The name horehound is derived from "Horus", the Egyptian god of sky and light. Ancient herbalists prescribed it for fevers and malaria and as an antidote for snakebites, rabid dog bites and ingested poison. Horehound was traditionally carried in sachets as a protection against sorcery. When mixed with ash leaves and placed in a bowl of water, horehound is supposed to release healing vibrations and should be placed in a room with a sick person. When drunk as a tea, the herb will promote mental acumen and clarity.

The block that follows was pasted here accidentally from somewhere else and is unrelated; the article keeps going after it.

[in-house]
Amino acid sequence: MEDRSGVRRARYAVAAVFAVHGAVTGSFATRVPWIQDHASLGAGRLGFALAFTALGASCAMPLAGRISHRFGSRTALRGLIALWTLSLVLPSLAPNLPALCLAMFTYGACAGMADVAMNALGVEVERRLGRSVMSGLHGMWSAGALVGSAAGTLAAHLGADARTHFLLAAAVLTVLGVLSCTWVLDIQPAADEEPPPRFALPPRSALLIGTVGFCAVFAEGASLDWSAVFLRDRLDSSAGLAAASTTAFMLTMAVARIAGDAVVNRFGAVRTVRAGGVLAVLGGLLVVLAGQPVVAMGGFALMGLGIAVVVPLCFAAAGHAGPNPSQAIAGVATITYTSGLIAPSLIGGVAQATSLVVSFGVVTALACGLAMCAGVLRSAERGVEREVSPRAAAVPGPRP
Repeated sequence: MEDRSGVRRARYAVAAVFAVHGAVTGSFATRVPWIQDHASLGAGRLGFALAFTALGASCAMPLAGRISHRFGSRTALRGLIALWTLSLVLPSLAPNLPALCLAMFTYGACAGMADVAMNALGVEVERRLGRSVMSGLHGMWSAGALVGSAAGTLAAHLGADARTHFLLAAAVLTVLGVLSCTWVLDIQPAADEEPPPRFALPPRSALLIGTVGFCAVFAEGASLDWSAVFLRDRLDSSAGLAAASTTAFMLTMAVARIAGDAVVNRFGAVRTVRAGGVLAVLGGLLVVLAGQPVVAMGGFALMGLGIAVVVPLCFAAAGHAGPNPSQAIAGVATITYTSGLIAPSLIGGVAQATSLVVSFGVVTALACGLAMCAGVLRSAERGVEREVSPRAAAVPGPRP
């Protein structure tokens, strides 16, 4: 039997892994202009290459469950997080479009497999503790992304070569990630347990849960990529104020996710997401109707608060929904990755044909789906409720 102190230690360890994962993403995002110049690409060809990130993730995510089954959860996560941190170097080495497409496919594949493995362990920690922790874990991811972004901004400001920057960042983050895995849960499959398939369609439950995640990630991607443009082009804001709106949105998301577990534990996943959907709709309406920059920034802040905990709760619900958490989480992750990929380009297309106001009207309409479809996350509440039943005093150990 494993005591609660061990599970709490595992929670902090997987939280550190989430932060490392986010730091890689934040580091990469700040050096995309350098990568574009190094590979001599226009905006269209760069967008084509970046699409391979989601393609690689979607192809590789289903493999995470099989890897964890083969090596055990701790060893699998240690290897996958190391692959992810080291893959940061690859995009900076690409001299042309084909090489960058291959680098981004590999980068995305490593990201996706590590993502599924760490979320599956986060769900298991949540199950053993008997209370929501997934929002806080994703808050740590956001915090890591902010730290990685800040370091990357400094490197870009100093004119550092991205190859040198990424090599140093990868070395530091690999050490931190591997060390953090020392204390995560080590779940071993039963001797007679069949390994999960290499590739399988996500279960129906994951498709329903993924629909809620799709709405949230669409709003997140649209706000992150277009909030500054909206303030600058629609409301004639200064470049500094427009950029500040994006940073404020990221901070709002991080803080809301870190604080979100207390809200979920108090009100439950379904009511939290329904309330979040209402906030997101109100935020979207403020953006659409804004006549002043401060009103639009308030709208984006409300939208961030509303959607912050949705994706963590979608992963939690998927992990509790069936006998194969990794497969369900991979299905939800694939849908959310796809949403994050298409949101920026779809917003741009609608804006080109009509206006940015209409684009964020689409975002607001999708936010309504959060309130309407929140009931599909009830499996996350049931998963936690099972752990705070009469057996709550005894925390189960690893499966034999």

A native of Europe, but now naturalized throughout North and South America, horehound is a hardy perennial of the mint family — with its telltale square stem — and, like most mints, can become invasive if not controlled. The herb can be started from seed or cuttings in the early spring. The seed should be sown just below the surface and cuttings should have about a one-foot spacing. Rings of small white flowers will appear from June to September in the second year of growth, but the leaves may be cut for use or drying in the first year.